Perhaps one of the most memorable film quotes is: “Life is like a box of chocolates. You never know what you’re gonna get.” The same can be said of finding financial planning help.
That’s because financial professionals can largely call themselves whatever they want. A financial adviser, a financial planner, a wealth manager – you name it. Their job title doesn’t reveal important details, such as the services they provide, how they are paid or how they are regulated.
Many people work with a professional to manage their finances. And, of course, any professional will work with your money. But, what type of financial professional will work with you on the rest of your financial life, such as saving for a child’s college education or choosing the right amount of insurance?
Think of the financial services industry as running along a spectrum. On one end are professionals who generally focus on managing investments – buying and selling securities – for individuals or institutions. On the other end are those who specialize in creating financial plans to help people make financial decisions. Then there are many professionals that fall somewhere in between.
Let’s look at some common titles in the finance profession and answer the question, do you provide financial planning help?
Stockbroker – MAYBE
A stockbroker primarily buys and sells investments and other financial products on behalf of clients. There are some that may also provide financial guidance. The important thing to know is that stockbrokers are registered representatives. They follow a “suitability” standard, which is less stringent than the “fiduciary” standard, as it does not legally require them to act in the best interests of their clients.
Financial Planner – YES
Financial planners look at a client’s entire financial picture, from budgeting and debt management to investing and retirement. They develop detailed plans for achieving specific goals based on the financial resources available to a client.
While financial planners may also provide investment advice, they primarily focus on financial planning services. It’s common for them to outsource investment management services to another individual or firm.
One way to quickly judge a financial professional’s credibility is to review the credentials next to his or her name. The designation CFP®, or CERTIFIED FINANCIAL PLANNER™, is a good indication of a planner’s ability. People must pass a rigorous testing process and maintain a high level of knowledge to earn and retain the CFP® designation.
Investment/Portfolio Manager – GENERALLY NO
These are the number people. They typically work behind the scenes, tracking the markets, selecting investments, making trades and monitoring client portfolios. There are investment managers, however, who do work directly with clients. They’ll recommend an investment portfolio based a client’s needs and help answer questions about other financial topics.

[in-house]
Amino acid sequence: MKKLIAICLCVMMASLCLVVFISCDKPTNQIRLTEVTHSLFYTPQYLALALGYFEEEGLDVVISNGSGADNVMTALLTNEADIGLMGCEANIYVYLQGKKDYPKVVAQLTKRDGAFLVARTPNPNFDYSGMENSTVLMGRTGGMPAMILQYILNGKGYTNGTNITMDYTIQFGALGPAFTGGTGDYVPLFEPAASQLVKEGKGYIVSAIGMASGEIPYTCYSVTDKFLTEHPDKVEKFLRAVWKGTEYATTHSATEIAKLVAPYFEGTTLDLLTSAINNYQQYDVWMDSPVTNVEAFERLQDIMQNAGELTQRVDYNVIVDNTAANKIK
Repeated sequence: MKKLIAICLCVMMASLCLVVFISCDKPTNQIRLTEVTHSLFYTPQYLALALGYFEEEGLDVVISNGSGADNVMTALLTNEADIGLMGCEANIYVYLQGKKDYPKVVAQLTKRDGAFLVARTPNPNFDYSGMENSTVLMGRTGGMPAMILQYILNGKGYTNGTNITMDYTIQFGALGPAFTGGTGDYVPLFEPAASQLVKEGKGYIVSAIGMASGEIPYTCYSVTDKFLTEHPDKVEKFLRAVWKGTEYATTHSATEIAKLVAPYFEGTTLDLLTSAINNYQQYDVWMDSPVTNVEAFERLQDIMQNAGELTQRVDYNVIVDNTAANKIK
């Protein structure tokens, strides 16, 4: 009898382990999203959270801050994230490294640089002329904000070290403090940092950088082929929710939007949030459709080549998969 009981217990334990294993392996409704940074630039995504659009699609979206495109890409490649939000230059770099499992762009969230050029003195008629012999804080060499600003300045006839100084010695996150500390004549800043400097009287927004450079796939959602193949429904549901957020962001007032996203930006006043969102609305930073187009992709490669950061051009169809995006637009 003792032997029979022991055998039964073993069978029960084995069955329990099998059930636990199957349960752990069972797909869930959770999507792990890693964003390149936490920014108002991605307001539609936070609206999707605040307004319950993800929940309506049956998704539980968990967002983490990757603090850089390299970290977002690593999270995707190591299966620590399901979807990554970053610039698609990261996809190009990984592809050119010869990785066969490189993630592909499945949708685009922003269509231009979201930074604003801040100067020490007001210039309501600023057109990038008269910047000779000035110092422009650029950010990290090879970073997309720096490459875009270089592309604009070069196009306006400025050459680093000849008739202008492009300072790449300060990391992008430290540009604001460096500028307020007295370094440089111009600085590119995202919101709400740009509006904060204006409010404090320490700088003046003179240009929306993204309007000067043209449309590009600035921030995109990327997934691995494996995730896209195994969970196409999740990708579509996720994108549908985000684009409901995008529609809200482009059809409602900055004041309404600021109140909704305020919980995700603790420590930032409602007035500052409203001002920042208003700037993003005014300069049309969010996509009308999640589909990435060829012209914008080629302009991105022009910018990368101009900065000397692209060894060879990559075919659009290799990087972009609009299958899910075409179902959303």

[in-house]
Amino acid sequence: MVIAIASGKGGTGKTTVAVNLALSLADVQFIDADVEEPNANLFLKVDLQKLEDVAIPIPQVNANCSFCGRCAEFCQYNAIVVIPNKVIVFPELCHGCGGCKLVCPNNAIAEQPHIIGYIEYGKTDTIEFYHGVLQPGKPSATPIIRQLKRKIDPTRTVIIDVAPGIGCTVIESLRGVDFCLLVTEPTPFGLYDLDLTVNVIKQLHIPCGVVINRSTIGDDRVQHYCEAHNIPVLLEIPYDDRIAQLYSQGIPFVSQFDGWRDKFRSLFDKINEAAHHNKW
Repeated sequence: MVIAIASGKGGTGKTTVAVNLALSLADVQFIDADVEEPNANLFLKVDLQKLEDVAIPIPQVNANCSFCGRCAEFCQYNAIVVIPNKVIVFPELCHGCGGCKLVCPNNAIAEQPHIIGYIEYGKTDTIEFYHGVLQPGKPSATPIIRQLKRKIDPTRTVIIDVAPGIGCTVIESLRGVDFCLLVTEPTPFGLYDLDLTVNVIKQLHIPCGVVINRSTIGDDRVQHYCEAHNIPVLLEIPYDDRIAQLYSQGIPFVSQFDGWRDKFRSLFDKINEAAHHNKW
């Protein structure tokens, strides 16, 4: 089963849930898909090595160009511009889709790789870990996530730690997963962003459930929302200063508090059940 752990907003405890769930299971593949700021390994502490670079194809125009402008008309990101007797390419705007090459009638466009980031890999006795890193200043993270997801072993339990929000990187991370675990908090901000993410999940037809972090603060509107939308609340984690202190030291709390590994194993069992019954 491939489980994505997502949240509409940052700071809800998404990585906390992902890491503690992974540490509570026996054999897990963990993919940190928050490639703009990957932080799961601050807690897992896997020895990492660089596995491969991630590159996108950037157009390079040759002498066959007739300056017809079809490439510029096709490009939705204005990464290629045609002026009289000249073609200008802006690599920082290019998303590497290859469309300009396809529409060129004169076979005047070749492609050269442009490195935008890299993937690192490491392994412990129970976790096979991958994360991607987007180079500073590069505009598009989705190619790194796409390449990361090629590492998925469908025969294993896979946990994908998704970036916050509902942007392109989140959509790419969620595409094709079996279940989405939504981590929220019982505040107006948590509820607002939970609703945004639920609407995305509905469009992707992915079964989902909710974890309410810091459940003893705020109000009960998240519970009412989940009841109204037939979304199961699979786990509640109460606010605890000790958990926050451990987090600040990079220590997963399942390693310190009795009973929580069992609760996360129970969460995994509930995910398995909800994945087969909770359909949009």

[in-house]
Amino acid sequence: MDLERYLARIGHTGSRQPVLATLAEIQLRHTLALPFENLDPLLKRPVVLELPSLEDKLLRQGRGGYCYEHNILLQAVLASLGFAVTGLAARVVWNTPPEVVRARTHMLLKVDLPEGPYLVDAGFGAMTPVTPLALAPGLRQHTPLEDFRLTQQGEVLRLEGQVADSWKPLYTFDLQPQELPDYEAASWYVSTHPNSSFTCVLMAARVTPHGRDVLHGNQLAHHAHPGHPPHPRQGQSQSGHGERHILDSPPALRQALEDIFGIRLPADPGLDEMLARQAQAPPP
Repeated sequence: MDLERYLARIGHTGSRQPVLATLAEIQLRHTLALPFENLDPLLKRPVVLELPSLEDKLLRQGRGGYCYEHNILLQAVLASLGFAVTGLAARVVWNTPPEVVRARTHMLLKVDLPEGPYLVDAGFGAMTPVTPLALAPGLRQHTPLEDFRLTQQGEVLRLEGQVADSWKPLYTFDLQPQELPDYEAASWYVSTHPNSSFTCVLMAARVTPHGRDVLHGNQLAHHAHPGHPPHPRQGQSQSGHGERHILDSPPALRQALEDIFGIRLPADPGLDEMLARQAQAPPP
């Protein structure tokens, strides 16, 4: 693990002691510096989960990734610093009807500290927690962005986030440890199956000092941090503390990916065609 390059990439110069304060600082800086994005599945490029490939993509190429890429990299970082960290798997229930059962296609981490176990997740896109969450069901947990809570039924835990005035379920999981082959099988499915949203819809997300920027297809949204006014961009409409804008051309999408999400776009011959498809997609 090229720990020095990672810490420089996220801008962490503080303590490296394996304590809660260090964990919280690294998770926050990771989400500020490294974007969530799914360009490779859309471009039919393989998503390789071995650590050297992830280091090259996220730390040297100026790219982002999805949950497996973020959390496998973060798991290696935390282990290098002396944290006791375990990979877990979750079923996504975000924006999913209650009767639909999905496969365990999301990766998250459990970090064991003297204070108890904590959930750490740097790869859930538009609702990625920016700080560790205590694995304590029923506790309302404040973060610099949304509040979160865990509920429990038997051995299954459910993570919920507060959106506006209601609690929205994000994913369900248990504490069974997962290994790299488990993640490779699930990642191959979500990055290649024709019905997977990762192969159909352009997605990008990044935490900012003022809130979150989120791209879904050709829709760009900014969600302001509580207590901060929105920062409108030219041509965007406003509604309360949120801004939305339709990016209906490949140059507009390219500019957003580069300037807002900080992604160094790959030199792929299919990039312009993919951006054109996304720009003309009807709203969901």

Financial Adviser – GENERALLY YES
The title financial adviser refers to a professional who advises people on a plethora of financial issues including investments, taxes, retirement, estate planning, et al. They usually meet with clients and help them create a financial plan and build an investment portfolio. In other words, a financial adviser works across the spectrum as a kind of financial jack-of-all-trades.
Like financial planner, the title of financial adviser can be used liberally. It’s important to find out how an adviser is regulated and compensated as well as the specific services provided.
Financial Coach – MAYBE
A financial coach tends to concentrate on changing a client’s behavior in regards to money. He or she might help a client discover where they can cut spending to create more savings, or understand their emotions around their finances.
They are less involved in investing or managing your assets. So, you may learn how to get over your credit card addiction, but not if you should rollover that 401(k) into an IRA.
Wealth Manager – MAYBE
Wealth managers, like financial advisers, can provide a full range of financial services. The difference is they typically serve affluent clients, who generally have different financial needs than the average investor. They may offer concierge-style services, at a higher fee, that include assistance with investment and financial planning needs but also things like philanthropic and business affairs.
Registered Investment Advisor (RIA) – GENERALLY YES
Another common title you’ll see in the financial services industry is registered investment advisor, or RIA. An RIA is an individual or firm that provides financial advice and is registered with either the Securities and Exchange Commission or a state securities regulator. Unlike registered representatives, such as stockbrokers, RIAs are bound to the fiduciary, or “trust,” standard – the highest legal standard. As fiduciary, a client’s best interest must come first.
How to make sure you’re getting the right financial planning help
The best thing you can do is ask questions. Here are some you should ask any financial professional you may work with:
- What specific services do you provide?
- How are you compensated?
- What fee(s) do you charge?
- How are you registered? Do you act as a fiduciary?
- Can you provide me with your disclosure history?
Reaching your financial goals takes a good plan, an appropriate investment portfolio and ample guidance. Unfortunately, the finance industry is filled with generic titles, so it can be difficult determining who does what. But, once you understand what those titles really mean, it’s easier getting the help you need.